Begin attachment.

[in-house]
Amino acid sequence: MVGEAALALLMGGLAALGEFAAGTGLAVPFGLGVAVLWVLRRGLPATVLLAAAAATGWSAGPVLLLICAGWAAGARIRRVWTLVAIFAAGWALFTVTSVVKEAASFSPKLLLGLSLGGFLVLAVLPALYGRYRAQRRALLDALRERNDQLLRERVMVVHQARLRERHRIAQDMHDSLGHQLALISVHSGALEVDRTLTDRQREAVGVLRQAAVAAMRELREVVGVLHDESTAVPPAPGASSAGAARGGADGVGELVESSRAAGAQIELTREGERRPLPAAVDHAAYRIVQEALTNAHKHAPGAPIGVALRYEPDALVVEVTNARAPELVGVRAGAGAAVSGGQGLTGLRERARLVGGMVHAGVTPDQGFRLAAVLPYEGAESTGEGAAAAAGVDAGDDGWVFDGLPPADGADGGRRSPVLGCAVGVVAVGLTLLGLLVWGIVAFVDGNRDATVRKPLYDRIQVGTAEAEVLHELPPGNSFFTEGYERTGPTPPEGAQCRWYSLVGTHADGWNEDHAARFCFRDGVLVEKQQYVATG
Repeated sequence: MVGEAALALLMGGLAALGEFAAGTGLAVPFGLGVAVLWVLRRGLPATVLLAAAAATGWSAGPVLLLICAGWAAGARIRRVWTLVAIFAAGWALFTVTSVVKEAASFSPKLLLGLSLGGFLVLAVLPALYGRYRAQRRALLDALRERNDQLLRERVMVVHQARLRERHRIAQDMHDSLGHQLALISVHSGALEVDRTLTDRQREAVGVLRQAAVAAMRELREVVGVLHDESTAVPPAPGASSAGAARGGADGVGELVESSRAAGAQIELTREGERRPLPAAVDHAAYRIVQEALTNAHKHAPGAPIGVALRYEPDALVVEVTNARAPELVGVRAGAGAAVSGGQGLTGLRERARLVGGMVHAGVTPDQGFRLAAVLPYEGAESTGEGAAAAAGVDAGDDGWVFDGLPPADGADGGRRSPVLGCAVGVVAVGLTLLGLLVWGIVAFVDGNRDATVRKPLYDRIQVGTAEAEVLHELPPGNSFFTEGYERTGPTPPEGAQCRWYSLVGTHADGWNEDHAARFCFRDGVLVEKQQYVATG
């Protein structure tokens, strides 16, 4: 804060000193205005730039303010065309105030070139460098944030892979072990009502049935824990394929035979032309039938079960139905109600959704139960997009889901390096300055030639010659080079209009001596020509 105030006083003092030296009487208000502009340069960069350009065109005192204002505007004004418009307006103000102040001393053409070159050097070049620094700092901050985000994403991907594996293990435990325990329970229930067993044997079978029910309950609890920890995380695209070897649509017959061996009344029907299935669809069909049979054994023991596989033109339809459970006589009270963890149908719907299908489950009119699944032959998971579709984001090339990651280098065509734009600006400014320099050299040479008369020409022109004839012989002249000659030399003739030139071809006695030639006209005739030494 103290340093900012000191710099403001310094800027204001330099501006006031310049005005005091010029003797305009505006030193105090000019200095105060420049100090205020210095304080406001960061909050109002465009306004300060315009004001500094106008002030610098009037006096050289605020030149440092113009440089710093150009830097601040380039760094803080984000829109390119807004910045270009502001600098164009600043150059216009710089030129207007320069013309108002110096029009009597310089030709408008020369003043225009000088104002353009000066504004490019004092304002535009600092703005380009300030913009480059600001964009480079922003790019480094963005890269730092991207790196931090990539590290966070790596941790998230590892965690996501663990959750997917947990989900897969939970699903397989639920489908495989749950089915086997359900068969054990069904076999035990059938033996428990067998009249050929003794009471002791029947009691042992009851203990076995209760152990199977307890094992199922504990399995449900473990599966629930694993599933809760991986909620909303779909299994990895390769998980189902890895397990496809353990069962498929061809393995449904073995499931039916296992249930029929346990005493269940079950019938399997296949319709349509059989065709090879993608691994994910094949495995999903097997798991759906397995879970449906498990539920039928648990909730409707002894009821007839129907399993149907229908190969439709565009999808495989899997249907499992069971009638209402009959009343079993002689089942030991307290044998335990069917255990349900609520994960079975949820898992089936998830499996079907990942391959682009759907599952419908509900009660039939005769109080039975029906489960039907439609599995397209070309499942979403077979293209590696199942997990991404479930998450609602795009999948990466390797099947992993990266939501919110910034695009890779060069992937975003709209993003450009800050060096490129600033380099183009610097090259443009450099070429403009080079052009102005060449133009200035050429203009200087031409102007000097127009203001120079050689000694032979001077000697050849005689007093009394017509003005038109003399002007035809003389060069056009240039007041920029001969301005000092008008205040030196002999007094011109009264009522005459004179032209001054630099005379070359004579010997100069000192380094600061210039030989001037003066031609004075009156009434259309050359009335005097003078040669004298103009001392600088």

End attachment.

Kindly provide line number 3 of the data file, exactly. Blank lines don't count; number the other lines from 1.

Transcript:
Repeated sequence: MVGEAALALLMGGLAALGEFAAGTGLAVPFGLGVAVLWVLRRGLPATVLLAAAAATGWSAGPVLLLICAGWAAGARIRRVWTLVAIFAAGWALFTVTSVVKEAASFSPKLLLGLSLGGFLVLAVLPALYGRYRAQRRALLDALRERNDQLLRERVMVVHQARLRERHRIAQDMHDSLGHQLALISVHSGALEVDRTLTDRQREAVGVLRQAAVAAMRELREVVGVLHDESTAVPPAPGASSAGAARGGADGVGELVESSRAAGAQIELTREGERRPLPAAVDHAAYRIVQEALTNAHKHAPGAPIGVALRYEPDALVVEVTNARAPELVGVRAGAGAAVSGGQGLTGLRERARLVGGMVHAGVTPDQGFRLAAVLPYEGAESTGEGAAAAAGVDAGDDGWVFDGLPPADGADGGRRSPVLGCAVGVVAVGLTLLGLLVWGIVAFVDGNRDATVRKPLYDRIQVGTAEAEVLHELPPGNSFFTEGYERTGPTPPEGAQCRWYSLVGTHADGWNEDHAARFCFRDGVLVEKQQYVATG